This explanation seems a bit off to me. Most of the chemicals used in curing leather are either a) hazardous without much scent or b) natural materials that don't have much scent (ok ok, yes a cow's brains have a scent, but it's nothing like the scent of leather). Now, if you sniff a piece of fresh leather, it *does* have a scent. It's also not extractable by normal means, since soaking leather in oil does not make the oil smell "leathery", and you can't very well distill leather .

    Usually what perfumers do in this case is create an "accord", a blend of natural and/or synthetic scent molecules that smell like the real thing, but do not necessarily have anything remotely like the same chemical compositon as the real thing's scent. By their nature, accords for things with scents that aren't extractable will be variable. One might smell just like leather to you on a strip, and nothing like it on your skin. To a friend of yours, it might do the opposite. And if it's created to match the scent of a very particular kind of leather, well...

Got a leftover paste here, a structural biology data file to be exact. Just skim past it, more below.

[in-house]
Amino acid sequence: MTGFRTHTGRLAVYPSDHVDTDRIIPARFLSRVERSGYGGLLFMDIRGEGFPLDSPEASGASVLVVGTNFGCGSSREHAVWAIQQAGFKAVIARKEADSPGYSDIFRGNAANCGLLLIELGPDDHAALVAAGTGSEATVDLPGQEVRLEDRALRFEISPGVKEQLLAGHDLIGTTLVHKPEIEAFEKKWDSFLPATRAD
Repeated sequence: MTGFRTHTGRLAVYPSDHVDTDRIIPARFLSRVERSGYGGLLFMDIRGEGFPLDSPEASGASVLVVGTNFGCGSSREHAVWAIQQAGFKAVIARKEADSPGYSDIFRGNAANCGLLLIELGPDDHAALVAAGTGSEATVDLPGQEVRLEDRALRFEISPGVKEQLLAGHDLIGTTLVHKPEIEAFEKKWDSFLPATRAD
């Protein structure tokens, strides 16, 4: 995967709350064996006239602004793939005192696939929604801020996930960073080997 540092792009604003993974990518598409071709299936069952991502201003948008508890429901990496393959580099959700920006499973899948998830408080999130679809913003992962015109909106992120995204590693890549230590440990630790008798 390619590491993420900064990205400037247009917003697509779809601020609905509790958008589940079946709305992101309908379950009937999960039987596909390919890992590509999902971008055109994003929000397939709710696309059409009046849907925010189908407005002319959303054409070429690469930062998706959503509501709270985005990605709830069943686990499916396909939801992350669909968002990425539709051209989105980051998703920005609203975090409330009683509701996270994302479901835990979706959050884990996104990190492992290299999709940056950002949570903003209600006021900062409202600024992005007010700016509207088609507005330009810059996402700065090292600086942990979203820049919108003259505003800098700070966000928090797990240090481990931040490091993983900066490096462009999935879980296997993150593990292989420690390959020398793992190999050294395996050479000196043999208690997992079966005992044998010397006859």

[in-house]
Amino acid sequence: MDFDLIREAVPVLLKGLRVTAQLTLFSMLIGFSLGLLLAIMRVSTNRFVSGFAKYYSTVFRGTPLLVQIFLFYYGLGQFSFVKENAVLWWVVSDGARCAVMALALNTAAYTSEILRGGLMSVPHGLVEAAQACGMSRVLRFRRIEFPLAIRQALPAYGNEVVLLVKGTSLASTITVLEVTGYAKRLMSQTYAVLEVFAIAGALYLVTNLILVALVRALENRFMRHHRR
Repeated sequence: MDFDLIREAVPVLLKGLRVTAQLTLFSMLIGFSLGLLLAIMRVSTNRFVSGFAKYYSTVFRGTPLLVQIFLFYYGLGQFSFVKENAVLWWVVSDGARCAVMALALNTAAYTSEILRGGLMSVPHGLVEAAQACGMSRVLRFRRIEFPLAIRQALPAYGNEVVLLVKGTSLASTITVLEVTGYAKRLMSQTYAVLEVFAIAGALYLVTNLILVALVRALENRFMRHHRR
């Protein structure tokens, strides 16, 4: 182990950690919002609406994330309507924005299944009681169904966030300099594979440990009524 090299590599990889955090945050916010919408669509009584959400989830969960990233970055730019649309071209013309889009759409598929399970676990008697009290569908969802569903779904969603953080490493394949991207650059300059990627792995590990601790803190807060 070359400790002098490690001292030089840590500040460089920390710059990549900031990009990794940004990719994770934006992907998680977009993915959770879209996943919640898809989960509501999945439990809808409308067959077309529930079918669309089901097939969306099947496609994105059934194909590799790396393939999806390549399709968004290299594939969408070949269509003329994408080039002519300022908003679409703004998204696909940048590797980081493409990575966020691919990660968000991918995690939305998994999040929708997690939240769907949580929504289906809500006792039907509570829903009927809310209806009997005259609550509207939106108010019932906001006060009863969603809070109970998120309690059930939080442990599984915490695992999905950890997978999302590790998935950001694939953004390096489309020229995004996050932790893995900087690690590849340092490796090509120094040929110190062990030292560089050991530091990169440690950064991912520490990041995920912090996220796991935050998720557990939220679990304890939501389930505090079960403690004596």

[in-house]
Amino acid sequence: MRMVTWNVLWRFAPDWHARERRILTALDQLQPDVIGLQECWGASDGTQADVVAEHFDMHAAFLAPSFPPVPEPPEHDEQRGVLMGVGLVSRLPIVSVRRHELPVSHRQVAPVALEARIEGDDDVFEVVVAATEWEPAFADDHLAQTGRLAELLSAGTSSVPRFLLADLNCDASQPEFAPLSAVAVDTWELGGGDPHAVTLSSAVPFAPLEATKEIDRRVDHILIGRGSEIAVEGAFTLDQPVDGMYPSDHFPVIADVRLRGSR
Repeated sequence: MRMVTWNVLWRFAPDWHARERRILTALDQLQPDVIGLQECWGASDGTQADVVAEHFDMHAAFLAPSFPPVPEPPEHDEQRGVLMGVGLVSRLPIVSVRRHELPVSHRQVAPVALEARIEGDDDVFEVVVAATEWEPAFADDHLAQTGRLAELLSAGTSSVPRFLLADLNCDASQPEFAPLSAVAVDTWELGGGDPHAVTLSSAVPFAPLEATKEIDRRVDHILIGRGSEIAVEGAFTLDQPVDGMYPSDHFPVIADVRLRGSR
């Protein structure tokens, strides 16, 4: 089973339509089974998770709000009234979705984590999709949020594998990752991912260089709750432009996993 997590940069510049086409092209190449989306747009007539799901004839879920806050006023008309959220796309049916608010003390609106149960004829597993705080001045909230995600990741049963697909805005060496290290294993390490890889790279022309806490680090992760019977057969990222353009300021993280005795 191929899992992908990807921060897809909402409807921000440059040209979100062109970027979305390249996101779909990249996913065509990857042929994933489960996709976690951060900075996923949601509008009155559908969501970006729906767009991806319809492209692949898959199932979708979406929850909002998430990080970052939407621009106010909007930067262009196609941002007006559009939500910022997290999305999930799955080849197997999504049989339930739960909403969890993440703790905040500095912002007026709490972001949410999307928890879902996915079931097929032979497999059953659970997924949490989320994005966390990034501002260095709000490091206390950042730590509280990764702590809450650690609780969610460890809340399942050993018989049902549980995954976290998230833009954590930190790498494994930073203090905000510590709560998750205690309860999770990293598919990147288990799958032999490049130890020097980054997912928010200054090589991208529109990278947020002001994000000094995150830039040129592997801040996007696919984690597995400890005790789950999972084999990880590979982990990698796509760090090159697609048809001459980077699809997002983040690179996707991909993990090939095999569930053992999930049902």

I find it's best to think of such notes as a perfume within a perfume.

    Emily
    Last edited by scentemental; 1st September 2006 at 07:59 PM.

  15. #15
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    Default Re: What IS leather? A bunch of confused questions

    It is interesting that a well-known perfumer chose the name "Maitre Parfumeur et Gantier" ("Master Perfumer and Glovemaker") for his house. If my reading of history is correct, many early perfumers were engaged in the business of making personal leather articles, such as gloves and other clothing, less tanned-smelling and more agreeable to the nose.

    So I guess, in perfumery at least, that "leather" includes both the smell of leather and the smell of the perfumer's aromatics used to cover up that smell. Birch and cistus (aka rockrose or labdanum, a plant-derived scent reminiscent of ambergris) are certainly prominent in many of the formulations called "leather," and many national styles use variations, thence Spanish, Russian, etc. leather scents.